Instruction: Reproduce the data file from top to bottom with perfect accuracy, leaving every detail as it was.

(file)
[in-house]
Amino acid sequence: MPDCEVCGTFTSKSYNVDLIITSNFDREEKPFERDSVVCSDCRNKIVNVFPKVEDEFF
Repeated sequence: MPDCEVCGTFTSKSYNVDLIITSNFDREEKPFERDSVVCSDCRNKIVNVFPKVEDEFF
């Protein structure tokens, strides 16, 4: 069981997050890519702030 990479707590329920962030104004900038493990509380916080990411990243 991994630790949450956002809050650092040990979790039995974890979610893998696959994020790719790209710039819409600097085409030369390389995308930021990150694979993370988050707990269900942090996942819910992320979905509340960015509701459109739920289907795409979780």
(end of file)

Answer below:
[in-house]
Amino acid sequence: MPDCEVCGTFTSKSYNVDLIITSNFDREEKPFERDSVVCSDCRNKIVNVFPKVEDEFF
Repeated sequence: MPDCEVCGTFTSKSYNVDLIITSNFDREEKPFERDSVVCSDCRNKIVNVFPKVEDEFF
């Protein structure tokens, strides 16, 4: 069981997050890519702030 990479707590329920962030104004900038493990509380916080990411990243 991994630790949450956002809050650092040990979790039995974890979610893998696959994020790719790209710039819409600097085409030369390389995308930021990150694979993370988050707990269900942090996942819910992320979905509340960015509701459109739920289907795409979780």